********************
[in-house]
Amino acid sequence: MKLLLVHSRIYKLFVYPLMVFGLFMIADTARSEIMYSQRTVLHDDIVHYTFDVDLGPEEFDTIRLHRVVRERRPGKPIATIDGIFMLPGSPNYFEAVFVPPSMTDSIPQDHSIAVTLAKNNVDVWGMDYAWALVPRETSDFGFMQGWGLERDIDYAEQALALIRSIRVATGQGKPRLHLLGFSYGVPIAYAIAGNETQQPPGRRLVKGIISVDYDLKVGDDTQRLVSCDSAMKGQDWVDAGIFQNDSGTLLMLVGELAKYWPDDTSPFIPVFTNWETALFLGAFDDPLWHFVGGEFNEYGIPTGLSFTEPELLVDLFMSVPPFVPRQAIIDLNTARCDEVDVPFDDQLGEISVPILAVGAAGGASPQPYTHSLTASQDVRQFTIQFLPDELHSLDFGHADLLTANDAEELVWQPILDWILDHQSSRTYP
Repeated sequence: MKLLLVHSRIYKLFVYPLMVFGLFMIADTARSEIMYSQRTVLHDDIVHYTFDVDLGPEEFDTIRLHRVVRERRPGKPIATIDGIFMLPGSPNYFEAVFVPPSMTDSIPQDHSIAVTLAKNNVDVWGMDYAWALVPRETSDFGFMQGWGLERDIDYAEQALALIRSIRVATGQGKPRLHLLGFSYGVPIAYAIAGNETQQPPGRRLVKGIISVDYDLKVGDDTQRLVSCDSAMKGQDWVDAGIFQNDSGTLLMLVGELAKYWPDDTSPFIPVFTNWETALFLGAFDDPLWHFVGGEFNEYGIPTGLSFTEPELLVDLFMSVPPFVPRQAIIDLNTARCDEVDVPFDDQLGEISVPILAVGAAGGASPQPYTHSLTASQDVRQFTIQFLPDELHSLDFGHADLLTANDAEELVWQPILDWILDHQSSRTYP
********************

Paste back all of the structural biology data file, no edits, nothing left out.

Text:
[in-house]
Amino acid sequence: MKLLLVHSRIYKLFVYPLMVFGLFMIADTARSEIMYSQRTVLHDDIVHYTFDVDLGPEEFDTIRLHRVVRERRPGKPIATIDGIFMLPGSPNYFEAVFVPPSMTDSIPQDHSIAVTLAKNNVDVWGMDYAWALVPRETSDFGFMQGWGLERDIDYAEQALALIRSIRVATGQGKPRLHLLGFSYGVPIAYAIAGNETQQPPGRRLVKGIISVDYDLKVGDDTQRLVSCDSAMKGQDWVDAGIFQNDSGTLLMLVGELAKYWPDDTSPFIPVFTNWETALFLGAFDDPLWHFVGGEFNEYGIPTGLSFTEPELLVDLFMSVPPFVPRQAIIDLNTARCDEVDVPFDDQLGEISVPILAVGAAGGASPQPYTHSLTASQDVRQFTIQFLPDELHSLDFGHADLLTANDAEELVWQPILDWILDHQSSRTYP
Repeated sequence: MKLLLVHSRIYKLFVYPLMVFGLFMIADTARSEIMYSQRTVLHDDIVHYTFDVDLGPEEFDTIRLHRVVRERRPGKPIATIDGIFMLPGSPNYFEAVFVPPSMTDSIPQDHSIAVTLAKNNVDVWGMDYAWALVPRETSDFGFMQGWGLERDIDYAEQALALIRSIRVATGQGKPRLHLLGFSYGVPIAYAIAGNETQQPPGRRLVKGIISVDYDLKVGDDTQRLVSCDSAMKGQDWVDAGIFQNDSGTLLMLVGELAKYWPDDTSPFIPVFTNWETALFLGAFDDPLWHFVGGEFNEYGIPTGLSFTEPELLVDLFMSVPPFVPRQAIIDLNTARCDEVDVPFDDQLGEISVPILAVGAAGGASPQPYTHSLTASQDVRQFTIQFLPDELHSLDFGHADLLTANDAEELVWQPILDWILDHQSSRTYP